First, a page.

The Effects of Caffeine 1
The Effects of Caffeine and Placebo on Computer Typing Skills St. Olaf College
May 14, 2009
The Effects of Caffeine 2
This study examined the effects of caffeinated versus caffeine-free CocaCola and Diet Coke on the speed, accuracy, error and words per minute of typing skills. 30 undergraduate students participated in the experiment for academic credit for an introductory to psychology class. The participants consumed their choice of soda and were asked to wait 30 minutes for the caffeine to take effect before conducting the typing test. The Speed Typing Test 2000 was used to perform the actual test as well as used to collect the data for the dependent variables. The results showed no statistical difference (p= .1-.8) in any of the facets of performance across conditions, which would lend support to the hypothesis that a placebo effect took effect. A post hoc control group was added to the experiment. The 10 participants in the control group were not part of the initial two experiments, and completed the typing test without consumption of either beverage. The results from the comparison of the condition groups showed no difference in performance in any of the dependent measures, undermining the hypothesis of the placebo effect. However a control was not put in place to ensure that participants did not consume caffeine before the study. A series of limitations and confounds also present themselves.
The Effects of Caffeine 3
The Effects of Caffeine and Placebo on Computer Typing Skills Caffeine is one of the most highly consumed psychostimulants to be used in everyday life (James & Rogers, 2005). Much research has been conducted into the effects of caffeine on the body’s physiological responses and reactions. Past studies have also looked at the placebo effect of caffeine. A study conducted by Flaten and Blumenthal (1999) examined the physiological responses to caffeine related stimuli. The results of the study found a placebo effect for coffee, a substance highly related to caffeine. This study, and many others, provide support that caffeine can produce a repeatable and reliable placebo effect. This study did not examine the physiological effects of caffeine, however, instead examining the effects of caffeine on motor tasks. Caffeine has been found to increase attention, reaction times, vigilance, and mood (Frewer & Lader, 1991; Regina et al., 1974; Smith, 2002). Previous studies have found that caffeine can increase reaction time in situations in which a motor response was required, such as key tapping (Frewer & Lader, 1991). One study, done by Fillmore and VogelSprott (1992) found that a motor response, in this case computerized tracking, can produce a placebo effect. The study looked at caffeine expectancy rates on performance. The findings showed that participants who were explicitly informed that caffeine improved performance, did so. The participants who were informed that research had shown that caffeine was inhibitory on performance, performed at a lower rate than the group who was given no cue for expectancy. The researchers concluded that a placebo effect can be examined in motor tasks according to the type of expectancy of the drug.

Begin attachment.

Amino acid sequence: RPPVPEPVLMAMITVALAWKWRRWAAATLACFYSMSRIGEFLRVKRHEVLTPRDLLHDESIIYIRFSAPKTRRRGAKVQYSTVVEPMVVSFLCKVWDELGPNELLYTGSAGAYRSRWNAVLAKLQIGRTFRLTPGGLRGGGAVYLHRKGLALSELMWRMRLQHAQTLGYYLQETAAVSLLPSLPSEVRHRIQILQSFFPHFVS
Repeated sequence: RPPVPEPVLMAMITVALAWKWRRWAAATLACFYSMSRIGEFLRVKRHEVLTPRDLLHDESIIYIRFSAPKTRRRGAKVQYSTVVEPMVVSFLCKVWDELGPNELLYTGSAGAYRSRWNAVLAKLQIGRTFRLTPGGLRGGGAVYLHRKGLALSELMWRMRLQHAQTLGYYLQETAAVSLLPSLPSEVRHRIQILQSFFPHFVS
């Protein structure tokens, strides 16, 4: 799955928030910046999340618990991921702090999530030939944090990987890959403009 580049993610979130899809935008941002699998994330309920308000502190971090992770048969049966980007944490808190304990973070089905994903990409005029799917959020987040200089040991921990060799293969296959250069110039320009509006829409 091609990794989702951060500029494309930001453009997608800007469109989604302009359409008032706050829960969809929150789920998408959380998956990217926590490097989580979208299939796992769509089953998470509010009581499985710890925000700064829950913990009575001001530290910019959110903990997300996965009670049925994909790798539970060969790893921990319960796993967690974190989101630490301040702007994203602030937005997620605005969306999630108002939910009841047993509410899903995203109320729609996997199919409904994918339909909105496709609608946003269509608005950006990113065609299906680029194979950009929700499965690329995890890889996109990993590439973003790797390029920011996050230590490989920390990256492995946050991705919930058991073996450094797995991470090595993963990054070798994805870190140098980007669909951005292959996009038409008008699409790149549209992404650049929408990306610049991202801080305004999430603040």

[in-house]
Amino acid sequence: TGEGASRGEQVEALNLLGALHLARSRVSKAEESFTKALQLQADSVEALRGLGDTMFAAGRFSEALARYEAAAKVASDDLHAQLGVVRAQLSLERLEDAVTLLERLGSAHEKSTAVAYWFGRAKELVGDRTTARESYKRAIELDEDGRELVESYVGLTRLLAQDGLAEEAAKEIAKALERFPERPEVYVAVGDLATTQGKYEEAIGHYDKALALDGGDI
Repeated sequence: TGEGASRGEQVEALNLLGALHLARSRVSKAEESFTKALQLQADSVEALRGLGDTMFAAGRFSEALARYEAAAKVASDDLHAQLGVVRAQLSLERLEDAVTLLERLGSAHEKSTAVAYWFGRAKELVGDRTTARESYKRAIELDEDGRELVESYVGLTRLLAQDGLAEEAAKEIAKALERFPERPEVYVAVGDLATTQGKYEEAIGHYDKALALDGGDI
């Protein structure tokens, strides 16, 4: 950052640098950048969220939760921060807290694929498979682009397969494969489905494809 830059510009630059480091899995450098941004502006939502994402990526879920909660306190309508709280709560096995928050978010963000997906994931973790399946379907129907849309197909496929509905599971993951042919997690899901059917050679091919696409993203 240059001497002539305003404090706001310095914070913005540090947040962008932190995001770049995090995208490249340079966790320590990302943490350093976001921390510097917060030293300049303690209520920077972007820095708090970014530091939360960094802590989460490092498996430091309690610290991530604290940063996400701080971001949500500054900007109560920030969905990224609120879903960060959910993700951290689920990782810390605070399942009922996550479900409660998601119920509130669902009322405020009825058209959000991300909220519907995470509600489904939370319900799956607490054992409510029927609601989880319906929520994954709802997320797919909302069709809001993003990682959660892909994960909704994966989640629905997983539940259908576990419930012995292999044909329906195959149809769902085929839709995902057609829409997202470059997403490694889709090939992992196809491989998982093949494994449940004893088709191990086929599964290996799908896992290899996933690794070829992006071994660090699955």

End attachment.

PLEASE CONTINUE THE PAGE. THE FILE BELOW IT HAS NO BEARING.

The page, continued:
The intent of the current study was to examine the placebo effect in the psychomotor task of typing. Very little research has been conducted on the effects of caffeine on typing. One study was found was by Hollingworth in 1912. This was a case study of a single 38-year-old secretary and the effect of caffeine on the speed and accuracy of typewriting. The study encompassed four weeks in which the participant received varied levels of caffeine (1-6 grains) along with control days where she received no caffeine. The results showed an increase in
The Effects of Caffeine 4
performance with a lower amount of caffeine, but an inhibited performance with a higher amount of caffeine. This finding provides support that caffeine can enhance...
References: Caffeine content of drinks (2009). Retrieved May 5, 2009 from http://www.energyfiend.com/thecaffeine-database
Fillmore, M., & Vogel-Sprott, M
Flaten, M.A., & Blumenthal, T.D. (1999). Caffeine-associated stimuli elicit conditioned
responses: An experimental model of the placebo effect
Frewer, L.J., & Lader, M. (1991). The effects of caffeine on two computerized tests of attention
Hollingworth, H.L. (1912). The influence of caffeine on the speed and quality of performance in
Gouchie,C. &Kimura, D. (1991).The relationship between testosterone levels and cognitive
James, J.E., & Rogers, P.J. (2005). Effects of caffeine on performance and mood: Withdrawal
reversal is the most plausible explanation
Nicholson, K.G., & Kimura, D. (1996). Sex differences for speech and manual skill. Perceptual
and Motor Skills, 82, 3–13.
Regina, E.G., Smith, G.M., Keiper, C.G., & McKelvey, R.K. (1974). Effects of caffeine on
alertness in simulated automobile driving
Smith, A. (2002). Effects of caffeine on human behavior. Food and Chemical Toxicology, 40,
Tested OK Software (2004). Speed Typing Test 2000. Retrieved April 16, 2009, from
Please join StudyMode to read the full document